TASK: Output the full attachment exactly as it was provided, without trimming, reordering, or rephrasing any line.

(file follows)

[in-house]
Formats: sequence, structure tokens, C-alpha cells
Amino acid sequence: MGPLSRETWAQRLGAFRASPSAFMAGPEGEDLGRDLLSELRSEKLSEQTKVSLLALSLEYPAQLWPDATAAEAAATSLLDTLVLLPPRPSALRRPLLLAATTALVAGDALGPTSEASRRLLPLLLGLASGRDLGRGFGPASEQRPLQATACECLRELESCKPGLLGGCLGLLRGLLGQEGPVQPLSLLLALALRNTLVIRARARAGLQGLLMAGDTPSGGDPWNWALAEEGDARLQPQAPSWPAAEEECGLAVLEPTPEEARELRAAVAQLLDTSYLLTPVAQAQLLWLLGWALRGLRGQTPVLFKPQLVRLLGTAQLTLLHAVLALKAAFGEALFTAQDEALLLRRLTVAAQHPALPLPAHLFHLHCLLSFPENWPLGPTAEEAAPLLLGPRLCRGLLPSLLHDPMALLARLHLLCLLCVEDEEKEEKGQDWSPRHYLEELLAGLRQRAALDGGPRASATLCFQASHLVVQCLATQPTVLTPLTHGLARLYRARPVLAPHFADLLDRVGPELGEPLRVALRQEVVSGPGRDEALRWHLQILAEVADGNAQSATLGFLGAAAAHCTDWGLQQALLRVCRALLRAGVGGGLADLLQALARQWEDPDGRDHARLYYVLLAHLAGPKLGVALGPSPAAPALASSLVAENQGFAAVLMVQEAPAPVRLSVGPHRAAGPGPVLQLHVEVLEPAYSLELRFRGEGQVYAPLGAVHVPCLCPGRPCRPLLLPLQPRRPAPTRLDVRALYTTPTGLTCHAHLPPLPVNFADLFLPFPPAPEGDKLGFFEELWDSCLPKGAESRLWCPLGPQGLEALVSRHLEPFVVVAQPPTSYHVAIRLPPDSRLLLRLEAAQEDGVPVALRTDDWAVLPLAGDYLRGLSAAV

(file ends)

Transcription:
[in-house]
Formats: sequence, structure tokens, C-alpha cells
Amino acid sequence: MGPLSRETWAQRLGAFRASPSAFMAGPEGEDLGRDLLSELRSEKLSEQTKVSLLALSLEYPAQLWPDATAAEAAATSLLDTLVLLPPRPSALRRPLLLAATTALVAGDALGPTSEASRRLLPLLLGLASGRDLGRGFGPASEQRPLQATACECLRELESCKPGLLGGCLGLLRGLLGQEGPVQPLSLLLALALRNTLVIRARARAGLQGLLMAGDTPSGGDPWNWALAEEGDARLQPQAPSWPAAEEECGLAVLEPTPEEARELRAAVAQLLDTSYLLTPVAQAQLLWLLGWALRGLRGQTPVLFKPQLVRLLGTAQLTLLHAVLALKAAFGEALFTAQDEALLLRRLTVAAQHPALPLPAHLFHLHCLLSFPENWPLGPTAEEAAPLLLGPRLCRGLLPSLLHDPMALLARLHLLCLLCVEDEEKEEKGQDWSPRHYLEELLAGLRQRAALDGGPRASATLCFQASHLVVQCLATQPTVLTPLTHGLARLYRARPVLAPHFADLLDRVGPELGEPLRVALRQEVVSGPGRDEALRWHLQILAEVADGNAQSATLGFLGAAAAHCTDWGLQQALLRVCRALLRAGVGGGLADLLQALARQWEDPDGRDHARLYYVLLAHLAGPKLGVALGPSPAAPALASSLVAENQGFAAVLMVQEAPAPVRLSVGPHRAAGPGPVLQLHVEVLEPAYSLELRFRGEGQVYAPLGAVHVPCLCPGRPCRPLLLPLQPRRPAPTRLDVRALYTTPTGLTCHAHLPPLPVNFADLFLPFPPAPEGDKLGFFEELWDSCLPKGAESRLWCPLGPQGLEALVSRHLEPFVVVAQPPTSYHVAIRLPPDSRLLLRLEAAQEDGVPVALRTDDWAVLPLAGDYLRGLSAAV